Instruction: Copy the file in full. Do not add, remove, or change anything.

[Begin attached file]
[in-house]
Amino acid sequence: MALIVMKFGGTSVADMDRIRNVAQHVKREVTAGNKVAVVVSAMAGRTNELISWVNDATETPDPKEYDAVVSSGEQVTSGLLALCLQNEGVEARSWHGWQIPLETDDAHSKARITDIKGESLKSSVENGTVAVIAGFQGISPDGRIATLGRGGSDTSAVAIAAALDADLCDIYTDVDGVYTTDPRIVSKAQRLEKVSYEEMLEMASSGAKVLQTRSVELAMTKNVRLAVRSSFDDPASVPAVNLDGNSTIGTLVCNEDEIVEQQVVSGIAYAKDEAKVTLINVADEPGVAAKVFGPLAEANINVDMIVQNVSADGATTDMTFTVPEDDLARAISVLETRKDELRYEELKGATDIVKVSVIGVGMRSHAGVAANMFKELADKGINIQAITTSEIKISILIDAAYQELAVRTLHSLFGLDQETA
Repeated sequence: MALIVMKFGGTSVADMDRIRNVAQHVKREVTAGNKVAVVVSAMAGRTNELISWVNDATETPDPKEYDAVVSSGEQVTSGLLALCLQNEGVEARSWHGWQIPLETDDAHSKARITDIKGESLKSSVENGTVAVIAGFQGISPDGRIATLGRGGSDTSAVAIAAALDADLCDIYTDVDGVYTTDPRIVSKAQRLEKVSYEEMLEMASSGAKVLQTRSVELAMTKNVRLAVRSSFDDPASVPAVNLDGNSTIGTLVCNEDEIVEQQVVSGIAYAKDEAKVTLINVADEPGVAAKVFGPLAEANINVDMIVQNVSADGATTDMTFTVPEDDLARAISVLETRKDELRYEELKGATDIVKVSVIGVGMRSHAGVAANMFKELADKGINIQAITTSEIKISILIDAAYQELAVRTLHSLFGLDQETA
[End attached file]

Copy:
[in-house]
Amino acid sequence: MALIVMKFGGTSVADMDRIRNVAQHVKREVTAGNKVAVVVSAMAGRTNELISWVNDATETPDPKEYDAVVSSGEQVTSGLLALCLQNEGVEARSWHGWQIPLETDDAHSKARITDIKGESLKSSVENGTVAVIAGFQGISPDGRIATLGRGGSDTSAVAIAAALDADLCDIYTDVDGVYTTDPRIVSKAQRLEKVSYEEMLEMASSGAKVLQTRSVELAMTKNVRLAVRSSFDDPASVPAVNLDGNSTIGTLVCNEDEIVEQQVVSGIAYAKDEAKVTLINVADEPGVAAKVFGPLAEANINVDMIVQNVSADGATTDMTFTVPEDDLARAISVLETRKDELRYEELKGATDIVKVSVIGVGMRSHAGVAANMFKELADKGINIQAITTSEIKISILIDAAYQELAVRTLHSLFGLDQETA
Repeated sequence: MALIVMKFGGTSVADMDRIRNVAQHVKREVTAGNKVAVVVSAMAGRTNELISWVNDATETPDPKEYDAVVSSGEQVTSGLLALCLQNEGVEARSWHGWQIPLETDDAHSKARITDIKGESLKSSVENGTVAVIAGFQGISPDGRIATLGRGGSDTSAVAIAAALDADLCDIYTDVDGVYTTDPRIVSKAQRLEKVSYEEMLEMASSGAKVLQTRSVELAMTKNVRLAVRSSFDDPASVPAVNLDGNSTIGTLVCNEDEIVEQQVVSGIAYAKDEAKVTLINVADEPGVAAKVFGPLAEANINVDMIVQNVSADGATTDMTFTVPEDDLARAISVLETRKDELRYEELKGATDIVKVSVIGVGMRSHAGVAANMFKELADKGINIQAITTSEIKISILIDAAYQELAVRTLHSLFGLDQETA